Anatomy of an Adventure: Beyond Downtown.

Ever hoped you could run away to Narnia? You can’t, but if you make your way past downtown Minneapolis you can get close.

Samuel Linder

 

Remember when you were a kid âÄî when the cold didnâÄôt matter? The only inside blanket you needed was knit by hot cocoa, and every flake of snow sang an invitation to go grab your friends and find an adventure.

As grown-ups we no longer heed the snowâÄôs song âÄî we canâÄôt hear it. The siren call hasnâÄôt stopped, though, itâÄôs just been drowned out by all of the noise that constantly surrounds us in our busy worlds âÄî the ringing phones and chattering keyboards and screaming deadlines. ItâÄôs gotten pretty loud, but I think we can clear our heads with just some warm clothes, a few friends and maybe a toboggan or two âĦ

Join A&E on a winter romp past downtown into the magical world of statues and sleds that lies beyond.

Directions

You can get downtown, I believe in you. Look for all the big shiny buildings and go that way. If you are around campus and want to bypass a grimy (but interesting) walk, take pretty much any bus (3, 6, 16, 50) or light rail toward downtown and get off at Nicollet Mall. Walk left (southwest) away from the Mississippi (the cross-street numbers will get bigger) until you reach the giant fountain plaza at 10th and Nicollet. Across from the church, to your right, will be a weird pyramid-lookinâÄô statue with a big sidewalk leading diagonally out behind it, onto which you should turn and follow. Through condominium playgrounds, youâÄôll eventually reach Loring Park, a lovely spot in its own right. Head across the park toward the Irene Hixon Whitney Bridge, the first sculpture in the Minneapolis Sculpture Garden. If the wind isnâÄôt too harsh, take the time to study John AshberryâÄôs poem as you cross 16 lanes of street and highway. Then scoot down the ramp (itâÄôs way more fun than the stairs) and drop into what very well could be Narnia.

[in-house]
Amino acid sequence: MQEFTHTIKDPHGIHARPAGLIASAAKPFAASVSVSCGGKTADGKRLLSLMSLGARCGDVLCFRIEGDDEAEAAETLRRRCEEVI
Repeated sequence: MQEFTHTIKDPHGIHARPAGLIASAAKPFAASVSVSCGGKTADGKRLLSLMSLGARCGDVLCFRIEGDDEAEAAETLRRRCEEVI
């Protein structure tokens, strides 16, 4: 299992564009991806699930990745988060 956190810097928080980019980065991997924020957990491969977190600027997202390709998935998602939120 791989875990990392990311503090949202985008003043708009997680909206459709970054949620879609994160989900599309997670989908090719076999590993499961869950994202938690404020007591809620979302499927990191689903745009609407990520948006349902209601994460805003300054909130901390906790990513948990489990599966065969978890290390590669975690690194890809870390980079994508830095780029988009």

I. The Garden

The true joy of the Sculpture Garden is finding your own way, so we wonâÄôt give you explicit instructions here. However, there are a few particularly striking features that we think you should make an effort to hunt down. Take time to brush snow off of Jenny HolzerâÄôs little stone benches, because each has something undeniably true (and unsettling) to say about the human condition. Visit the Jacques Lipchitzstatue of Prometheus wrestling his eagle to take in a more visual representation of the benchesâÄô themes âÄì  human fragility at the hands of the big world outside and its wild gods.

Then find Dan GrahamâÄôs mirrored walls to see your own fragility and transience floating around you as you circle the giant cross. Want to see someone who will not bow in the face of this heavy knowledge? George SegalâÄôs walking man looks weathered by long years of living, but his sneakers are new and fresh under that great coat âÄî you can make it if you simply keep moving.